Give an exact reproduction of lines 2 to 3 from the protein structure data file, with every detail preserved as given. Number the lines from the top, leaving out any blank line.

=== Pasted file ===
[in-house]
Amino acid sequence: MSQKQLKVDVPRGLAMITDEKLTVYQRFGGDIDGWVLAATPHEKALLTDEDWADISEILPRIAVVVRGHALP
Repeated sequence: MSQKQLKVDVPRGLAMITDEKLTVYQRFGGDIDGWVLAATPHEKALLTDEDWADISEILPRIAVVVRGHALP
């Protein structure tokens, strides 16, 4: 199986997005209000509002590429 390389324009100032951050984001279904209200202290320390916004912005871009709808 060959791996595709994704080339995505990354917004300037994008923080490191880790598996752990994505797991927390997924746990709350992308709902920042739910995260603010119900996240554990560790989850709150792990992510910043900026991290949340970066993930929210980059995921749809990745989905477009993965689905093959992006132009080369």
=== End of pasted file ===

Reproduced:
Amino acid sequence: MSQKQLKVDVPRGLAMITDEKLTVYQRFGGDIDGWVLAATPHEKALLTDEDWADISEILPRIAVVVRGHALP
Repeated sequence: MSQKQLKVDVPRGLAMITDEKLTVYQRFGGDIDGWVLAATPHEKALLTDEDWADISEILPRIAVVVRGHALP